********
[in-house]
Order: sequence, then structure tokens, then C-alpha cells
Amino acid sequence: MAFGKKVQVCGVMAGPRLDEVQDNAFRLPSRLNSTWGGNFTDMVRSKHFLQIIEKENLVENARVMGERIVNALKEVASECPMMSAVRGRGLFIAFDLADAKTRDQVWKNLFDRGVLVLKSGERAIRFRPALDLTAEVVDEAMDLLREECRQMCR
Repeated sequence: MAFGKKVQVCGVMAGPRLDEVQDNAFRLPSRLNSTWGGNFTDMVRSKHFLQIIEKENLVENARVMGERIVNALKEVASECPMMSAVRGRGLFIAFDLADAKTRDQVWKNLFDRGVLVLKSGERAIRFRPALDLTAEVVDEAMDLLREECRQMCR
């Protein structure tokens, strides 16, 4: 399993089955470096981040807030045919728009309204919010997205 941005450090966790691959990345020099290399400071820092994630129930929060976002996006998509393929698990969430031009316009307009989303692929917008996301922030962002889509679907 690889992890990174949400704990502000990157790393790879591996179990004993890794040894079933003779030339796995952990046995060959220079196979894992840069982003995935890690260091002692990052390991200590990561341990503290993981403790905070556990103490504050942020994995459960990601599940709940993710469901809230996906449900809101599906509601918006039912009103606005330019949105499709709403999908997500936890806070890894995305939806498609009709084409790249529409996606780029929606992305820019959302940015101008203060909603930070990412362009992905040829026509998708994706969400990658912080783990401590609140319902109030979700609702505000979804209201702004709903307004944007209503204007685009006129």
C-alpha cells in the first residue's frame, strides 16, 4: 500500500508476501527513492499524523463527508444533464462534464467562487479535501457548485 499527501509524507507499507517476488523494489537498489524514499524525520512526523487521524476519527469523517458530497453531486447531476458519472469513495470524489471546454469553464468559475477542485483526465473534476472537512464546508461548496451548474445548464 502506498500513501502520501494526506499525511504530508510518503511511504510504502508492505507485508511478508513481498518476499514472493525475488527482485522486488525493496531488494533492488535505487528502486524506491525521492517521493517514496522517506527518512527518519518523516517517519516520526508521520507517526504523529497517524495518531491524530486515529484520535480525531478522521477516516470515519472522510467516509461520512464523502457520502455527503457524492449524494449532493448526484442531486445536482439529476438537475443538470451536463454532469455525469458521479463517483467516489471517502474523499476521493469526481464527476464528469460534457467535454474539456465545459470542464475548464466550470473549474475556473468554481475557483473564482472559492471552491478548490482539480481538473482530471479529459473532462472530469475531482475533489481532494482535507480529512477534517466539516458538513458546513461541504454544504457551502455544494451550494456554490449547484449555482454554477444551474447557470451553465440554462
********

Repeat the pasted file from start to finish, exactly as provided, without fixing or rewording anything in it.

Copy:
[in-house]
Order: sequence, then structure tokens, then C-alpha cells
Amino acid sequence: MAFGKKVQVCGVMAGPRLDEVQDNAFRLPSRLNSTWGGNFTDMVRSKHFLQIIEKENLVENARVMGERIVNALKEVASECPMMSAVRGRGLFIAFDLADAKTRDQVWKNLFDRGVLVLKSGERAIRFRPALDLTAEVVDEAMDLLREECRQMCR
Repeated sequence: MAFGKKVQVCGVMAGPRLDEVQDNAFRLPSRLNSTWGGNFTDMVRSKHFLQIIEKENLVENARVMGERIVNALKEVASECPMMSAVRGRGLFIAFDLADAKTRDQVWKNLFDRGVLVLKSGERAIRFRPALDLTAEVVDEAMDLLREECRQMCR
């Protein structure tokens, strides 16, 4: 399993089955470096981040807030045919728009309204919010997205 941005450090966790691959990345020099290399400071820092994630129930929060976002996006998509393929698990969430031009316009307009989303692929917008996301922030962002889509679907 690889992890990174949400704990502000990157790393790879591996179990004993890794040894079933003779030339796995952990046995060959220079196979894992840069982003995935890690260091002692990052390991200590990561341990503290993981403790905070556990103490504050942020994995459960990601599940709940993710469901809230996906449900809101599906509601918006039912009103606005330019949105499709709403999908997500936890806070890894995305939806498609009709084409790249529409996606780029929606992305820019959302940015101008203060909603930070990412362009992905040829026509998708994706969400990658912080783990401590609140319902109030979700609702505000979804209201702004709903307004944007209503204007685009006129």
C-alpha cells in the first residue's frame, strides 16, 4: 500500500508476501527513492499524523463527508444533464462534464467562487479535501457548485 499527501509524507507499507517476488523494489537498489524514499524525520512526523487521524476519527469523517458530497453531486447531476458519472469513495470524489471546454469553464468559475477542485483526465473534476472537512464546508461548496451548474445548464 502506498500513501502520501494526506499525511504530508510518503511511504510504502508492505507485508511478508513481498518476499514472493525475488527482485522486488525493496531488494533492488535505487528502486524506491525521492517521493517514496522517506527518512527518519518523516517517519516520526508521520507517526504523529497517524495518531491524530486515529484520535480525531478522521477516516470515519472522510467516509461520512464523502457520502455527503457524492449524494449532493448526484442531486445536482439529476438537475443538470451536463454532469455525469458521479463517483467516489471517502474523499476521493469526481464527476464528469460534457467535454474539456465545459470542464475548464466550470473549474475556473468554481475557483473564482472559492471552491478548490482539480481538473482530471479529459473532462472530469475531482475533489481532494482535507480529512477534517466539516458538513458546513461541504454544504457551502455544494451550494456554490449547484449555482454554477444551474447557470451553465440554462